• Procedure call tracing and PC tracing
    • Memory consistency checks
    • And many more
  • Unfortunately some bugs seem to know when they are being chased and go into hiding
watch points and break points
Watch points and break points
  • Watch points and break points are probably one of the most common debugging tools beyond simply adding prints to your program or stepping through the program within a debugger
  • The downside with prints and debuggers is
    • They alter the behavior of the program
    • They can take a long time to run
  • Watch points and break points
    • Catch read and/or write to certain memory locations
    • Stop a program when it reaches a certain instruction
    • But they can still alter program behavior
  • Great debugging aids when available. Sometimes they are not available.
check builds
Check builds
  • Checked builds with extra sanity checking such as asserts.
  • The good thing about doing this is that when you originally write the program you can add consistency checks. The bad part of doing this is that you wind up with two system, almost the same but not really
  • Different size and timing
  • Different side affects
procedure call tracing and pc tracing
Procedure call tracing and PC tracing
  • Procedure call tracing following all the function calls used when the program executes
  • PC tracing takes Procedure call tracing to the machine instruction level
  • Can be used to see where programs are spending their time and subsequently help in understanding the behavior of the program
  • For example, “Gee how did my program get into this infinite loop?”
memory consistency checks
Memory Consistency checks
  • Filling freed and uninitialized memory with a known bit pattern
    • Can help identify code that touches memory after it is freed or using uninitialized memory. Patterns such as deadbeef and baadf00d are usable
timing bugs
Timing bugs
  • Timing problems are very hard to find, especially on an MP machine. Here are some examples I’ve seen
    • Software cache and MM problems to resolve and page-in files has a lot of timing issues
    • Memory leaks in a single threaded application are hard enough to locate, but add a multi-threaded MP application and it becomes even harder. One technique is to keep tracing information for each allocated and freed item
    • Probing problems are doubly harder to tackle when you can have an application that remap memory used by another thread
one particularly nasty timing related bug
One particularly nasty timing related bug
  • In NT RtlZeroMemory and RtlCopyMemory on a MIPS architecture used the floating point registers to speed them up. However,
    • The floating point registers were not being saved on an interrupt and so
    • If either operation was called in an interrupt handler problems can and did occur.
    • We stumbled upon this case when RtlZeroMemory was being interrupted and the interrupt handler also called RtlCopyMemory.
    • This was not an MP problem but really an interrupt problem.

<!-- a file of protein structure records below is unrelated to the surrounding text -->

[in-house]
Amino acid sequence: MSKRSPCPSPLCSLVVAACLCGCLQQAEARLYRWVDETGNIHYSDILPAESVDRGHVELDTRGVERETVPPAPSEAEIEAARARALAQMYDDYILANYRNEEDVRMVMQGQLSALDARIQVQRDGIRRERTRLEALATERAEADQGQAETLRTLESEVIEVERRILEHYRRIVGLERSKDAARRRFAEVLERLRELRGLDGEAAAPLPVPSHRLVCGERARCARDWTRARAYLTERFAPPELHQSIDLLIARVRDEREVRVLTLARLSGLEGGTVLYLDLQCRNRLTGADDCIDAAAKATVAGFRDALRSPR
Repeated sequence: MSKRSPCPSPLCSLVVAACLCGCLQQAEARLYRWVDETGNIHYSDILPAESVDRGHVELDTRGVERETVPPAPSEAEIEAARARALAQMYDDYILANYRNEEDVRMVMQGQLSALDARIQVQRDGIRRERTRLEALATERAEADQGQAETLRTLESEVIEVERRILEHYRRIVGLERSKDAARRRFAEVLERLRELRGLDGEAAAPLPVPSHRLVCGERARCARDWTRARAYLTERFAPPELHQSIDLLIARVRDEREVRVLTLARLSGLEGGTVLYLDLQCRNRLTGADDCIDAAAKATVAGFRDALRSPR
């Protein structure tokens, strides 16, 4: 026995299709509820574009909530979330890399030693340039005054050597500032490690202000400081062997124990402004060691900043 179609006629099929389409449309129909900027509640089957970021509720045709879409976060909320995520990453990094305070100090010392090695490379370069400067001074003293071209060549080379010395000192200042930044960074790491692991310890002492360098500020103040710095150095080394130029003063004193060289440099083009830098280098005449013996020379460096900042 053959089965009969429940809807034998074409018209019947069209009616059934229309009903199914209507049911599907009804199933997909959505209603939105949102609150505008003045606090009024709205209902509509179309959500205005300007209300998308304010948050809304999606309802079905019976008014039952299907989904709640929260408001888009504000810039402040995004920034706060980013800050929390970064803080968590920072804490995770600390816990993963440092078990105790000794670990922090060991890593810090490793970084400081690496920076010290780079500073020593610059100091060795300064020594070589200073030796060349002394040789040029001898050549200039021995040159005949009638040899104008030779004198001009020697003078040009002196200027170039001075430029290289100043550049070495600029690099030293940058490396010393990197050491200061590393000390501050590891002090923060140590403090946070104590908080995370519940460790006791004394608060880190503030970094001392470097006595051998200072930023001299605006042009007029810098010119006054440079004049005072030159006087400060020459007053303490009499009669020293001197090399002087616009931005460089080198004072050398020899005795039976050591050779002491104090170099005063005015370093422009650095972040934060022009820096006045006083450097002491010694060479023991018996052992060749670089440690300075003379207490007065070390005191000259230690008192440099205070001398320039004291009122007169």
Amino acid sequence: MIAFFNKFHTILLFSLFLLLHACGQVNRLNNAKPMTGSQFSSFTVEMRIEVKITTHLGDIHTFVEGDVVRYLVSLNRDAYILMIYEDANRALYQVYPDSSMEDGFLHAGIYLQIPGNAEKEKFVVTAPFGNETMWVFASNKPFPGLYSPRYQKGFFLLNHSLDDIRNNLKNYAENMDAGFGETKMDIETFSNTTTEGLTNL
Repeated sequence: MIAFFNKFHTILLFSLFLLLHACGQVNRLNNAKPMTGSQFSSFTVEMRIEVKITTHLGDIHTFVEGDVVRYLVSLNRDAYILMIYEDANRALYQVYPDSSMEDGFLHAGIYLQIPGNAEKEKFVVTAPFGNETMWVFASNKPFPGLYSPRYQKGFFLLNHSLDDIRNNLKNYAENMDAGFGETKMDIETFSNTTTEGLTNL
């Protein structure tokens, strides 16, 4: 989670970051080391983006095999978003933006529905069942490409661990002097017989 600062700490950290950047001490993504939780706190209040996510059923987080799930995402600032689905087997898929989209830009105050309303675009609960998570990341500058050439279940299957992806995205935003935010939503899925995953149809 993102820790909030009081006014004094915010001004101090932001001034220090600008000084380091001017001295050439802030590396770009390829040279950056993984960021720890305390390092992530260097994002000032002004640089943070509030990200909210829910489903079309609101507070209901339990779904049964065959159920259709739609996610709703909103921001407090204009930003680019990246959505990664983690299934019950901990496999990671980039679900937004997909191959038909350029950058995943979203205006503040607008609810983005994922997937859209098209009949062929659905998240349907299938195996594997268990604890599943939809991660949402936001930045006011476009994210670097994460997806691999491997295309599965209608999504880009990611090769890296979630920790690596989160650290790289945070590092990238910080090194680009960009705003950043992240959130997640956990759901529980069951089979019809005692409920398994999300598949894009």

• Static deadlocks are usually easy to identify (fixing is another matter) but
  • Dynamic deadlocks and priority inversion are a lot harder to identify. Which is really another topic of “Is the system hung or just slow?”
more ways to catch bugs
More ways to catch bugs
  • Pointer bias on RISC machines can catch code going through pointers they shouldn’t be using
  • Keeping page zero invalid also makes referencing through NULL essentially a runtime error, but not always because of large offsets.
  • On problems that are not easily reproducible we sometimes need to add code in the dog food system that runs on everyone’s machine
more bug catchers
More bug catchers
  • Here are some of the things I’ve done or seen done to find the bug
    • Keep a history of every allocation and freeing of memory
    • Keep a history of every file operation
    • Add special case code to see if a particular file name is ever used. In one particular MP cache problem we had to add code to check the contents of the buffer we are writing out
    • Every time an internal data structure is used or altered we do pre and post examinations of the structures
    • Once had the debugger dump all of physical memory, searching for a pattern
bugs outside of our control
Bugs outside of our control
  • Sometimes it’s a compiler bug. Ugh!
  • Sometimes it’s an operator or hardware error
    • Unplugging the SCSI disk in the middle of an operation is typically pretty bad
    • I’ve seen improperly terminated buses cause unreported I/O errors
    • Non-parity memory does go bad without warning
    • One MIPS hardware error had to do with branch instructions are the end of a page
  • Finding bugs is an inexact science
  • Requires a sixth sense and a good nose
  • Tenacity is key
  • There are techniques that help locate bugs, but sometime the catchers move or perturb the bug.
  • Bugs sometimes mask other bugs
    • For example, if one particular bugs crashes the system in 20 minutes. Then the 49 other bugs haven’t had a chance yet to be discovered
next time
Next time
  • Fixing bugs
    • More than just fixing the code is at stake here